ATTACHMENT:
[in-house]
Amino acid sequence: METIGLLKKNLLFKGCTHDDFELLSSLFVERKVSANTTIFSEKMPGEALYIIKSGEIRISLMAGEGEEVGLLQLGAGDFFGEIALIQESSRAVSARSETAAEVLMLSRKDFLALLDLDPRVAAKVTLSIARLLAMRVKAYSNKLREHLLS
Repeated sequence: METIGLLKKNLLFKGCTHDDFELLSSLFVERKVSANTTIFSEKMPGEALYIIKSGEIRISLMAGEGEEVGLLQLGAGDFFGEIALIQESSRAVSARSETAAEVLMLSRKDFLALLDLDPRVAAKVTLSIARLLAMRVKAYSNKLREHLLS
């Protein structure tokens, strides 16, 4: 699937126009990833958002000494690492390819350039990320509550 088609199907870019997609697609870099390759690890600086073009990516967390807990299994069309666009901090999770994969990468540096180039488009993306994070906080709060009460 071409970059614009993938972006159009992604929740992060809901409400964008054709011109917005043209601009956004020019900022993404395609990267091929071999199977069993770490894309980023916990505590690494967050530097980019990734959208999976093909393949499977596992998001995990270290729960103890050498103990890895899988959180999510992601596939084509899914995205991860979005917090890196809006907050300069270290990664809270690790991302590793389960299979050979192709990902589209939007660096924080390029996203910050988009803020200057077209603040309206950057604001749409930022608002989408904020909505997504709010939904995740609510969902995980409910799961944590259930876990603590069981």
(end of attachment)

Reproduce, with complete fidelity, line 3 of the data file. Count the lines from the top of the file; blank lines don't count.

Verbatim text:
Repeated sequence: METIGLLKKNLLFKGCTHDDFELLSSLFVERKVSANTTIFSEKMPGEALYIIKSGEIRISLMAGEGEEVGLLQLGAGDFFGEIALIQESSRAVSARSETAAEVLMLSRKDFLALLDLDPRVAAKVTLSIARLLAMRVKAYSNKLREHLLS